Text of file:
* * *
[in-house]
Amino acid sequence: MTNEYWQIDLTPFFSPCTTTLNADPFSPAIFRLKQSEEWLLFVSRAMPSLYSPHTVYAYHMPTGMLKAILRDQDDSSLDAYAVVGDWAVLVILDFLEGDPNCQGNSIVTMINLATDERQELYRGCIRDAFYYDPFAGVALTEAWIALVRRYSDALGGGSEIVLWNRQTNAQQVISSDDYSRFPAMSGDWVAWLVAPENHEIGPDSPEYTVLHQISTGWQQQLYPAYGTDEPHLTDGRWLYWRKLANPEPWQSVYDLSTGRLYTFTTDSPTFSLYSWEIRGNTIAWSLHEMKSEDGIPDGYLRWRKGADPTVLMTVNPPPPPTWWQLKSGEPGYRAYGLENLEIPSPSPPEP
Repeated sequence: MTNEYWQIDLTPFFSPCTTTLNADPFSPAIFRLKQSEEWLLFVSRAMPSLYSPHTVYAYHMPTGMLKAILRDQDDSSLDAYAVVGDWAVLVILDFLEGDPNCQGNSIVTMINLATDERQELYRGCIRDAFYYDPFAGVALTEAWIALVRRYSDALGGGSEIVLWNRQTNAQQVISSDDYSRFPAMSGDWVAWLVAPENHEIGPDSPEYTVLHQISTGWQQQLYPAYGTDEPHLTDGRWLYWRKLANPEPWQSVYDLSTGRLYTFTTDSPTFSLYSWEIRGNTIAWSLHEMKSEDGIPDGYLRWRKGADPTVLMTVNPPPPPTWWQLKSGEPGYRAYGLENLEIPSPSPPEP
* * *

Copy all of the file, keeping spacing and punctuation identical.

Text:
[in-house]
Amino acid sequence: MTNEYWQIDLTPFFSPCTTTLNADPFSPAIFRLKQSEEWLLFVSRAMPSLYSPHTVYAYHMPTGMLKAILRDQDDSSLDAYAVVGDWAVLVILDFLEGDPNCQGNSIVTMINLATDERQELYRGCIRDAFYYDPFAGVALTEAWIALVRRYSDALGGGSEIVLWNRQTNAQQVISSDDYSRFPAMSGDWVAWLVAPENHEIGPDSPEYTVLHQISTGWQQQLYPAYGTDEPHLTDGRWLYWRKLANPEPWQSVYDLSTGRLYTFTTDSPTFSLYSWEIRGNTIAWSLHEMKSEDGIPDGYLRWRKGADPTVLMTVNPPPPPTWWQLKSGEPGYRAYGLENLEIPSPSPPEP
Repeated sequence: MTNEYWQIDLTPFFSPCTTTLNADPFSPAIFRLKQSEEWLLFVSRAMPSLYSPHTVYAYHMPTGMLKAILRDQDDSSLDAYAVVGDWAVLVILDFLEGDPNCQGNSIVTMINLATDERQELYRGCIRDAFYYDPFAGVALTEAWIALVRRYSDALGGGSEIVLWNRQTNAQQVISSDDYSRFPAMSGDWVAWLVAPENHEIGPDSPEYTVLHQISTGWQQQLYPAYGTDEPHLTDGRWLYWRKLANPEPWQSVYDLSTGRLYTFTTDSPTFSLYSWEIRGNTIAWSLHEMKSEDGIPDGYLRWRKGADPTVLMTVNPPPPPTWWQLKSGEPGYRAYGLENLEIPSPSPPEP